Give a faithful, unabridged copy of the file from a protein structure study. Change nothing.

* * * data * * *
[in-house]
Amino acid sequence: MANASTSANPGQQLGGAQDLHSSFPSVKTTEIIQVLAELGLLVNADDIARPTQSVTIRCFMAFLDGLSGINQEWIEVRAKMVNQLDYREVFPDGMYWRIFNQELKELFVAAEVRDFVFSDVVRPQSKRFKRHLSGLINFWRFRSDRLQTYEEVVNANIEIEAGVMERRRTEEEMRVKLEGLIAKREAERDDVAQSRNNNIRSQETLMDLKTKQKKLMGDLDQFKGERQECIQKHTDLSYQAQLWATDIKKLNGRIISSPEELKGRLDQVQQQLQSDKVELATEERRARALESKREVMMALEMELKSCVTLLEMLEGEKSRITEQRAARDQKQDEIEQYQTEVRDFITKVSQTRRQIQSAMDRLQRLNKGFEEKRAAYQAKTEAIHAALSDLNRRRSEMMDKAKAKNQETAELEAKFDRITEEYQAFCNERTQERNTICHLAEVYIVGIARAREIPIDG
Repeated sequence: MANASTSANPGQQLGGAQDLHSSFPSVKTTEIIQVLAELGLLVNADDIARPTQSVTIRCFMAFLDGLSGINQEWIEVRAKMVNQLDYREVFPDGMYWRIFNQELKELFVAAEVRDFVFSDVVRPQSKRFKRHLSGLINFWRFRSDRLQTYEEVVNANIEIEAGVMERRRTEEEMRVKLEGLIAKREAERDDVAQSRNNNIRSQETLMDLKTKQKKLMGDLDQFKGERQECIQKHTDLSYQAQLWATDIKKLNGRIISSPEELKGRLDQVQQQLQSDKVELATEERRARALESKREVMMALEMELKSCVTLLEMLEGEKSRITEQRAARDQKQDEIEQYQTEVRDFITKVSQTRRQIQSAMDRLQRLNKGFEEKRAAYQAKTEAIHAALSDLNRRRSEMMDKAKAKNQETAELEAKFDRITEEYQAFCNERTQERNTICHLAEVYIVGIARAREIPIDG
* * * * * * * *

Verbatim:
[in-house]
Amino acid sequence: MANASTSANPGQQLGGAQDLHSSFPSVKTTEIIQVLAELGLLVNADDIARPTQSVTIRCFMAFLDGLSGINQEWIEVRAKMVNQLDYREVFPDGMYWRIFNQELKELFVAAEVRDFVFSDVVRPQSKRFKRHLSGLINFWRFRSDRLQTYEEVVNANIEIEAGVMERRRTEEEMRVKLEGLIAKREAERDDVAQSRNNNIRSQETLMDLKTKQKKLMGDLDQFKGERQECIQKHTDLSYQAQLWATDIKKLNGRIISSPEELKGRLDQVQQQLQSDKVELATEERRARALESKREVMMALEMELKSCVTLLEMLEGEKSRITEQRAARDQKQDEIEQYQTEVRDFITKVSQTRRQIQSAMDRLQRLNKGFEEKRAAYQAKTEAIHAALSDLNRRRSEMMDKAKAKNQETAELEAKFDRITEEYQAFCNERTQERNTICHLAEVYIVGIARAREIPIDG
Repeated sequence: MANASTSANPGQQLGGAQDLHSSFPSVKTTEIIQVLAELGLLVNADDIARPTQSVTIRCFMAFLDGLSGINQEWIEVRAKMVNQLDYREVFPDGMYWRIFNQELKELFVAAEVRDFVFSDVVRPQSKRFKRHLSGLINFWRFRSDRLQTYEEVVNANIEIEAGVMERRRTEEEMRVKLEGLIAKREAERDDVAQSRNNNIRSQETLMDLKTKQKKLMGDLDQFKGERQECIQKHTDLSYQAQLWATDIKKLNGRIISSPEELKGRLDQVQQQLQSDKVELATEERRARALESKREVMMALEMELKSCVTLLEMLEGEKSRITEQRAARDQKQDEIEQYQTEVRDFITKVSQTRRQIQSAMDRLQRLNKGFEEKRAAYQAKTEAIHAALSDLNRRRSEMMDKAKAKNQETAELEAKFDRITEEYQAFCNERTQERNTICHLAEVYIVGIARAREIPIDG